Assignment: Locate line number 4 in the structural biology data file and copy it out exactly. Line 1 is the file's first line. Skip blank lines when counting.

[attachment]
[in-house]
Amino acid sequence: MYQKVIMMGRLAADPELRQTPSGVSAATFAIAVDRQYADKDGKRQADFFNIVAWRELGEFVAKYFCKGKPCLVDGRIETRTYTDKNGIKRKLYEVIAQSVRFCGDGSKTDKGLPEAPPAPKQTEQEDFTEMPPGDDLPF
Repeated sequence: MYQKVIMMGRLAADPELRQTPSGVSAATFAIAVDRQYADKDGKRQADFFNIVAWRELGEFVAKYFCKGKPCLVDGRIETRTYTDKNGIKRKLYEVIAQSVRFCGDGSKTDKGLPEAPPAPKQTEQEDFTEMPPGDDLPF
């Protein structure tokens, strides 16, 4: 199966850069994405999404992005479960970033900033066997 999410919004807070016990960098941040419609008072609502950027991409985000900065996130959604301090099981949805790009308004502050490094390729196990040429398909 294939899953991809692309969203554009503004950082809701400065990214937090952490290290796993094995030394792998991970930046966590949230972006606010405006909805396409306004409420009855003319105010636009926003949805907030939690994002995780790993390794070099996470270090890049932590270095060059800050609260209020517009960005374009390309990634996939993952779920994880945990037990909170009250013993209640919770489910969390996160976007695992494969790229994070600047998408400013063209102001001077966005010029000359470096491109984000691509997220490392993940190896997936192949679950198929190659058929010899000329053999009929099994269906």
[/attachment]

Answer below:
């Protein structure tokens, strides 16, 4: 199966850069994405999404992005479960970033900033066997 999410919004807070016990960098941040419609008072609502950027991409985000900065996130959604301090099981949805790009308004502050490094390729196990040429398909 294939899953991809692309969203554009503004950082809701400065990214937090952490290290796993094995030394792998991970930046966590949230972006606010405006909805396409306004409420009855003319105010636009926003949805907030939690994002995780790993390794070099996470270090890049932590270095060059800050609260209020517009960005374009390309990634996939993952779920994880945990037990909170009250013993209640919770489910969390996160976007695992494969790229994070600047998408400013063209102001001077966005010029000359470096491109984000691509997220490392993940190896997936192949679950198929190659058929010899000329053999009929099994269906």